In September at Medicine-X, I was blessed with the opportunity to meet many ePatients who I’d been in contact with online over the years. One of these beautiful people was Carly, a Masters of Business Administration student from Virginia.  The coolest thing about meeting people “from the internet” in person for the first time is that it already feels like you know one another, you go in for that first hug, and then you talk and hit it off like you’ve known each other forever.  Carly also provided me a ton of support, even if she didn’t know it, throughout the whole respiratory situation/prednisone ordeal, because she knows first-hand just how miserable it can be.

Carly lives with Crohn’s disease, an inflammatory bowel condition that can wreak a lot of havoc on a person’s digestive system, with treatments that can ease but not cure symptom flare-ups at the cost of a lot of side effects throughout the rest of the body.  Today, she’ll be sharing a bit of what Crohn’s is, and how you can be supportive to a friend living with IBD.



December 1 through 7 is Crohn’s and Colitis Awareness Week. Crohn’s disease and ulcerative colitis (UC) are the two diseases that are also referred to as IBD (inflammatory bowel disease). IBS (irritable bowel syndrome) is not the same as IBD and is in fact a different condition. Combined, 1.4 million Americans suffered from these diseases, although the numbers may be much higher because in some cases it can take years for individuals to be diagnosed. Crohn’s and UC are autoimmune diseases that generally attack the digestive system, although many patients have joint pain, depression, anxiety and other symptoms as well. Crohn’s disease can affect the entire digestive tract, from mouth to rectum, while UC affects the colon only. These diseases typically involve chronic inflammation of the intestine (or other digestive area) and can be very painful. The treatments range from steroids (commonly Prednisone) to newer biologics just as Humira or Remicade. Patients may undergo surgery to remove highly inflamed parts of their digestive system, or even their entire colon. Surgery is not a “cure” though and can present its own problems, such as an ostomy, nutrition problems, or fecal incontinence. Most people with IBD are diagnosed in their teens, but children and older adults can also develop the disease. There is currently no cure for Crohn’s or UC.


Do you know someone with IBD? Here are some tips for being a supportive friend:

  • Like many other autoimmune diseases, IBD can cause fatigue and pain. Your friend may need to cancel plans, often at the last minute. Be understanding and above all, don’t take it personally. Keep inviting her to events, she’ll hang out whenever possible.
  • People with IBD may have varying dietary needs. This can be different for each person and can change depending on how active their disease is at the moment. Don’t be offended if your friend doesn’t eat something you prepare. If you are inviting them over for dinner or out to eat, take an opportunity to ask gently if they have any preferences or foods they absolutely cannot have. Don’t assume that the diet they were on a year ago is the same one they are currently on. Don’t be offended if the friend doesn’t want to do an eating-based event, they may be on a liquid diet or IV-feedings to rest their intestines.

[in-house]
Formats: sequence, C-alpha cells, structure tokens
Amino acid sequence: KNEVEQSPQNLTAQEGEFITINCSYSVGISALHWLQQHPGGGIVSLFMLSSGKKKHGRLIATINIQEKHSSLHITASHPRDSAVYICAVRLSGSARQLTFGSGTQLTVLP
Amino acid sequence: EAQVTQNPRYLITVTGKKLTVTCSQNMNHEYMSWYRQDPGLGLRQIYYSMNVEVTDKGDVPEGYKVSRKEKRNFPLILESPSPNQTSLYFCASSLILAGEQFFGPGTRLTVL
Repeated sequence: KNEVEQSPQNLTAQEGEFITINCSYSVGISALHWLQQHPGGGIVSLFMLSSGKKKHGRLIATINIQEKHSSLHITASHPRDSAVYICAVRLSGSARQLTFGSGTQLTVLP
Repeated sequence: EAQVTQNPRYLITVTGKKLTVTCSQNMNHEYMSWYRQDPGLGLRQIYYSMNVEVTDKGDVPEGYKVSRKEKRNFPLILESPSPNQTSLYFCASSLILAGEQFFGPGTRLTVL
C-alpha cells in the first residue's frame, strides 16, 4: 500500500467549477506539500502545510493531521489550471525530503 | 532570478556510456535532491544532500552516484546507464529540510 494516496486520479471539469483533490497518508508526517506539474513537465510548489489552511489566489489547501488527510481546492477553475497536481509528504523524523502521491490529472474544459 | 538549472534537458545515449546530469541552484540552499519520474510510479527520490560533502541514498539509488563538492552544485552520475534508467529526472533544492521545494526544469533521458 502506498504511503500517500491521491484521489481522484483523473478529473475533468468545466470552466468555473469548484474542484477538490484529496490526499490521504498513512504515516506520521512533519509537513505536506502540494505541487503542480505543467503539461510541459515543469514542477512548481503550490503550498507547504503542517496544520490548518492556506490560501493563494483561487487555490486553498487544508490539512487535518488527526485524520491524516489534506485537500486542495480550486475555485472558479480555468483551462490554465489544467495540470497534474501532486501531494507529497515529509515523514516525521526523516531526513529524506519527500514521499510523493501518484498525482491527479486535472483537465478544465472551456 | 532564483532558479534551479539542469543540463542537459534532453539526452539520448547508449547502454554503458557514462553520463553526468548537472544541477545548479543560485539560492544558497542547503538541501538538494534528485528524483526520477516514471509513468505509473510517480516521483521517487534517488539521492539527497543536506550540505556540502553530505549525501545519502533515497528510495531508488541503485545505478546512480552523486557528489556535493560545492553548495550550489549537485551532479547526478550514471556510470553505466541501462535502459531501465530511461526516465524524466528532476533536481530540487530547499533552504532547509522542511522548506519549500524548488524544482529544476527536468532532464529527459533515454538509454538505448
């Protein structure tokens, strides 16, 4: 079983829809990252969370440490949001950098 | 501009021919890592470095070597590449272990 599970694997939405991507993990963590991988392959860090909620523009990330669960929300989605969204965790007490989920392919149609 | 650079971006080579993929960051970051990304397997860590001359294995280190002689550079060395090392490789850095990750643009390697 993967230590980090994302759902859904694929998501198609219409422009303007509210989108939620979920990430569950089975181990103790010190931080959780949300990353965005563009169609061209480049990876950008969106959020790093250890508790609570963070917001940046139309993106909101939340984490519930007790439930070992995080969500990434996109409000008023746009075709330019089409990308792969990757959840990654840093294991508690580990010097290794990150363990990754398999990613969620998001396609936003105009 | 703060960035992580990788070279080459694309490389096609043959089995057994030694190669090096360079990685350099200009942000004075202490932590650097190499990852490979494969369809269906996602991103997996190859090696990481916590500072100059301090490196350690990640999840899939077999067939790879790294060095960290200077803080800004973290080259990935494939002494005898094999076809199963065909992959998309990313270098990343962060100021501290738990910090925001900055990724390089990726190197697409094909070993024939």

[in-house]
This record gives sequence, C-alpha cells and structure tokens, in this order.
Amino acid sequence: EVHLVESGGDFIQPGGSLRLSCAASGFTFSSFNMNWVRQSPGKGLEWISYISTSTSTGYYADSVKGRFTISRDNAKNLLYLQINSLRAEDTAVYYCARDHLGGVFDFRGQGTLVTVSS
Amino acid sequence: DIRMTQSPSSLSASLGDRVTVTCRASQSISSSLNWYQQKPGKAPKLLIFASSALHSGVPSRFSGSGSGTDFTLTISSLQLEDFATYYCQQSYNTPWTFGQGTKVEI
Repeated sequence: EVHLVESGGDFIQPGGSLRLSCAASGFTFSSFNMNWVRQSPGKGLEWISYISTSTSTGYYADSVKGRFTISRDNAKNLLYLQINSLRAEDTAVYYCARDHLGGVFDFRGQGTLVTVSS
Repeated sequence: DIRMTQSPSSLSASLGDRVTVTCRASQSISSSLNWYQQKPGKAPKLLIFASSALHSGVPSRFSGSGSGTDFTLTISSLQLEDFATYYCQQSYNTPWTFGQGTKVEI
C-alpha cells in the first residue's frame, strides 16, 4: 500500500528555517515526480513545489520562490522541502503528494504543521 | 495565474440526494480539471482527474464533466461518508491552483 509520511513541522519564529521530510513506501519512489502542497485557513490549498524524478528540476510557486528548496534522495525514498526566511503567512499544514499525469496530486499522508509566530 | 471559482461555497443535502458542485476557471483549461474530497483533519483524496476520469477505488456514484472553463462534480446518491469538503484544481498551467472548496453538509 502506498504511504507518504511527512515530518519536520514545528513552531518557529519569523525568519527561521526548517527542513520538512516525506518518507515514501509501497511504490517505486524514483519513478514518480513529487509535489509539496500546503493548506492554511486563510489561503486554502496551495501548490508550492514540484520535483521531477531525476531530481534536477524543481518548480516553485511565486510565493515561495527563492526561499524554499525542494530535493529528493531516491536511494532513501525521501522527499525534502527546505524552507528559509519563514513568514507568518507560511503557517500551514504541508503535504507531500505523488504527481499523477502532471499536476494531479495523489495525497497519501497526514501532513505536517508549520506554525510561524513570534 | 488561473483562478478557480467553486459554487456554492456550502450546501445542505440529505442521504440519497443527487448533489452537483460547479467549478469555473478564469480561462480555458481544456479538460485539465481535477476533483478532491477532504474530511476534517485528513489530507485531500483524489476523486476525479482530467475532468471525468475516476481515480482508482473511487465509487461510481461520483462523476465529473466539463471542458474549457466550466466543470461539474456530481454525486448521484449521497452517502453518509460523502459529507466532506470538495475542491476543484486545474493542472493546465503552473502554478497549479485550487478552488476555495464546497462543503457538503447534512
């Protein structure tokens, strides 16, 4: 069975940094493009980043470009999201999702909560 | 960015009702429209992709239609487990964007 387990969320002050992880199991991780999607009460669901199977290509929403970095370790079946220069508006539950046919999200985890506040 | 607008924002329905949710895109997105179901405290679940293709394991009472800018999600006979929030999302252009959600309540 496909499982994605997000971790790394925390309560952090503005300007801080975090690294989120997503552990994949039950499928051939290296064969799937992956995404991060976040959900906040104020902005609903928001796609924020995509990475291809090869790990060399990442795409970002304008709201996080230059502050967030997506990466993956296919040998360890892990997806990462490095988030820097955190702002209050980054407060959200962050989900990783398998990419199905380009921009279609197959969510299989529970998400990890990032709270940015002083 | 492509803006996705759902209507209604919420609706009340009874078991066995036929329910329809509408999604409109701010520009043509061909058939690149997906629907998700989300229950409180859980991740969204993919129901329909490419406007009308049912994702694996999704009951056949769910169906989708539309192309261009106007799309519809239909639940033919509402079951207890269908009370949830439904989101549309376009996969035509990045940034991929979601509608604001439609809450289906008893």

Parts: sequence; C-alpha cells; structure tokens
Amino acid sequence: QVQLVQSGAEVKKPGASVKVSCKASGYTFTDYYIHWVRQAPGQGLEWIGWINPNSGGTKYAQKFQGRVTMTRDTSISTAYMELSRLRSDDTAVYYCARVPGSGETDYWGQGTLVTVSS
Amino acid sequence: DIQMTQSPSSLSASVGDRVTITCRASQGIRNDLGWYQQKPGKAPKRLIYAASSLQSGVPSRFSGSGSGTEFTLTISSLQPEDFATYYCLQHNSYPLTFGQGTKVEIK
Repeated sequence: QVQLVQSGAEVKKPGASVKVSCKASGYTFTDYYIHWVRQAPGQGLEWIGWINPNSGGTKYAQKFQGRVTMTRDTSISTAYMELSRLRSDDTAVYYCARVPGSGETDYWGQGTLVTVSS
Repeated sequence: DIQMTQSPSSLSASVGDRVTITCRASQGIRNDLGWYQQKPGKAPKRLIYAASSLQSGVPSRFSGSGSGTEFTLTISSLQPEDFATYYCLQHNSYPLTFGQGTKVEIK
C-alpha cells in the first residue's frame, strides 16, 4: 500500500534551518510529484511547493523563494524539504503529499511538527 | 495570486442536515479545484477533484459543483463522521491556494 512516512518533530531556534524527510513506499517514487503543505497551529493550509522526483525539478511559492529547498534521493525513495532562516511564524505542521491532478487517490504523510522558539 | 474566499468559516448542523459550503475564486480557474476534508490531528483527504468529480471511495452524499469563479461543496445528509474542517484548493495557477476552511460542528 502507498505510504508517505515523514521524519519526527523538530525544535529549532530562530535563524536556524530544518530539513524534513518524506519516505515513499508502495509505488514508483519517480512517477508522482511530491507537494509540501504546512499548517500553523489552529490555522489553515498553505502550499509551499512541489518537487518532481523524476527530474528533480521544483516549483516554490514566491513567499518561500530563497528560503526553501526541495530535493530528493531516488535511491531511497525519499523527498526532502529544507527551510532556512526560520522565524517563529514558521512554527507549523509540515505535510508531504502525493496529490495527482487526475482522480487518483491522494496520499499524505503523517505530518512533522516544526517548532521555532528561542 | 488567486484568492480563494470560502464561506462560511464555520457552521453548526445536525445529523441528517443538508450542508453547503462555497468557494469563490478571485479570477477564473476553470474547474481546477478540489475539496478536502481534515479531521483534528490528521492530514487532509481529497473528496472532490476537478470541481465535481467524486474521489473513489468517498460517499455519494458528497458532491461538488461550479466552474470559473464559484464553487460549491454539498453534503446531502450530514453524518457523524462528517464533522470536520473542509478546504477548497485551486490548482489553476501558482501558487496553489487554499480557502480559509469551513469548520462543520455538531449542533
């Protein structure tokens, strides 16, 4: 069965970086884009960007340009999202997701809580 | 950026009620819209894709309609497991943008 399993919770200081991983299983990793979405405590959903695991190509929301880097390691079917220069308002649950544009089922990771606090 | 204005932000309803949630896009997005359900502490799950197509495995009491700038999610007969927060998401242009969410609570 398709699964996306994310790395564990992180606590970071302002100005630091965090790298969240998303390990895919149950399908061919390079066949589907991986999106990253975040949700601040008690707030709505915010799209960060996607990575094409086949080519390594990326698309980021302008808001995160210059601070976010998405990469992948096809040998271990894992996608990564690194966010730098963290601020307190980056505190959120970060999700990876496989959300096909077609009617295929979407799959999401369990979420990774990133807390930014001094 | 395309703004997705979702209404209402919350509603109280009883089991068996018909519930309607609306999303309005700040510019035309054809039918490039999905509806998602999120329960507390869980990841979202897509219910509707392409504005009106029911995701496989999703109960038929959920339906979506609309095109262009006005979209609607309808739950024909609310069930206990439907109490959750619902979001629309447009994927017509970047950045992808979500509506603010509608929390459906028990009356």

• Your friend with IBD is probably on medication that compromises his immune system. If you, or someone in your household is sick please let your friend know before you hang out. They may choose to wait until you are no longer contagious. It can be much harder for people on immune-suppressing medication to fight off illness like the cold or a flu and they’ve probably used up all their sick leave on IBD-stuff anyway.
  • A person with IBD is a person first. If you knew your friend before they got sick, remember they are still the same person. They may be more depressed from time to time, but they still have the same general personality and interests. If your friend can’t make it out to the movies, maybe hang out with them at home and watch Netflix. If your friend isn’t up for a visit, be sure to send emails and texts to let them know what you’ve been up to. Your friend does not want to feel left out or like a person who is only a medical specimen.


For more information about IBD check out CCFA ( and Crohnology (


Thanks Carly!

Carly is a graphic designer, student, health advocate, Medicine-X ePatient, and bunny lover. Throughout the week, she’ll be blogging about life with Crohn’s at ChroniCarly, so please check out her posts to explore more about what living with Crohn’s can really be like.  You can also find her on Twitter at @CarlyRM and @ChroniCarly.

Also, Carly . . . when are we going to Chicago? :]

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